The International FA Board are set to consider various new proposals to combat time-wasting in football, as stats show it’s reaching new levels in the English game.

The Times highlight that the ball has spent an average of a minute less time in play this season than in 2017/18. The percentage of games with substitutions after the 90th minute has also risen from 21.3% in 2011/12 to 24.3% since 2017/18.

One solution being put forward, as a result, is that substitutions would no longer be allowed after the 90 minutes are up. Whilst this would prevent the obvious time-wasting changes made by teams holding onto a lead/draw, it would also potentially hurt sides who suffer a genuine injury in additional time.

Another potential addition to the rules is for players to have to leave the pitch at whichever touchline is closest, rather than running (or slowly walking) to the technical area before they can come off. It’s a bit bizarre that this one isn’t already a rule.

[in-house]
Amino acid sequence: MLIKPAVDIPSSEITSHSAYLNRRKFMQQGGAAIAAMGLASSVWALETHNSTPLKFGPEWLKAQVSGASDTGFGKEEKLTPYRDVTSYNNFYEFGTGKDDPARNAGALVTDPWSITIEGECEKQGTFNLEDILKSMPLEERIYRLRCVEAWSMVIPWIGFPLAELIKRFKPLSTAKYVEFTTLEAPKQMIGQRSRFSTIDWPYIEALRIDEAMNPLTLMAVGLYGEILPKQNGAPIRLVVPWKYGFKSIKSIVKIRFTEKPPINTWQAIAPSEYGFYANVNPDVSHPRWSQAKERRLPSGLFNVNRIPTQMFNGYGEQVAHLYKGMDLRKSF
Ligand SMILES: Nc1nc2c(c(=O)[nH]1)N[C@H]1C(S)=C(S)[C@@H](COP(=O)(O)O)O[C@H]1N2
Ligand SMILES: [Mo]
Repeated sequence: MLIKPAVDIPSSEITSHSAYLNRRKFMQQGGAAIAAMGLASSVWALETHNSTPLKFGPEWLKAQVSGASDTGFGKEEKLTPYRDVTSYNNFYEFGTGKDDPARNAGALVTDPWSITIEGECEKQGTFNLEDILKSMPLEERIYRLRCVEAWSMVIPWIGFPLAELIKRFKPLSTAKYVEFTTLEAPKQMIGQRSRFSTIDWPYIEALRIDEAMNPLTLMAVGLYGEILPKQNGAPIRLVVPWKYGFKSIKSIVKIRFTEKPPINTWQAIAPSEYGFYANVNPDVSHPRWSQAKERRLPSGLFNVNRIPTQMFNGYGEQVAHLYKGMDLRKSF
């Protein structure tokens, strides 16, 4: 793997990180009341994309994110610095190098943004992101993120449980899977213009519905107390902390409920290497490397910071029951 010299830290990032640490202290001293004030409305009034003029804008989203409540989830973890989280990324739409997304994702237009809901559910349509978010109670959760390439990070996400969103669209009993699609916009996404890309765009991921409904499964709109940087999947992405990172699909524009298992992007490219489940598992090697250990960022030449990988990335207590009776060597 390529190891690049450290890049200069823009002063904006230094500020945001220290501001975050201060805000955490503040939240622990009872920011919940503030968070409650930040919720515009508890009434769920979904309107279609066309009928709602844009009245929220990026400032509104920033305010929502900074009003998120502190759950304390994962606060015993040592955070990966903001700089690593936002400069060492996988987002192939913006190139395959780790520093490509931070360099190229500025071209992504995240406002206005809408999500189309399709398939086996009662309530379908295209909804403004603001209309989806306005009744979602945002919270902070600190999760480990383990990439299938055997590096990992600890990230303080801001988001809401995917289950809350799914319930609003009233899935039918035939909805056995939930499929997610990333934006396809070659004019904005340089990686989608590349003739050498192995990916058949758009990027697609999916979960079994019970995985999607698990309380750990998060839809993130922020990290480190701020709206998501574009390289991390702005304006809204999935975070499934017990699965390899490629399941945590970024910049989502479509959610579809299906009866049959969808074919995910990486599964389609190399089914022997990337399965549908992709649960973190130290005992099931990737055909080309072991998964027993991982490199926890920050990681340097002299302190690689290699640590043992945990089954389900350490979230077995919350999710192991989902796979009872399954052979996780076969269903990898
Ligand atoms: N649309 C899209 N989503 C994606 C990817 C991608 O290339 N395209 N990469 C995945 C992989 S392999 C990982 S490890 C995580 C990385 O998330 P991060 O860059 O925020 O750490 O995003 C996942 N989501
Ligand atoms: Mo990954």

Ifab are also considering scrapping the rules preventing defenders receiving the ball from a goal kick inside their own area, and free kicks being taken with a moving ball. Both regulations are commonly exploited by teams wishing to waste time, by pretending they didn’t realise the ball was moving or ‘accidentally’ standing in the box.

I’d like to put forward something else English football could bring in today without any trouble: The multi-ball system.

In the Premier League, the ball boys and girls retrieve the same ball that was kicked out of play, often wasting a lot of time running over to it and throwing it back, or getting it from the crowd.

In UEFA competitions, they just throw the players a new ball and collect the old one in their own time. I’m yet to hear a single good reason why England’s domestic competitions haven’t brought this system in.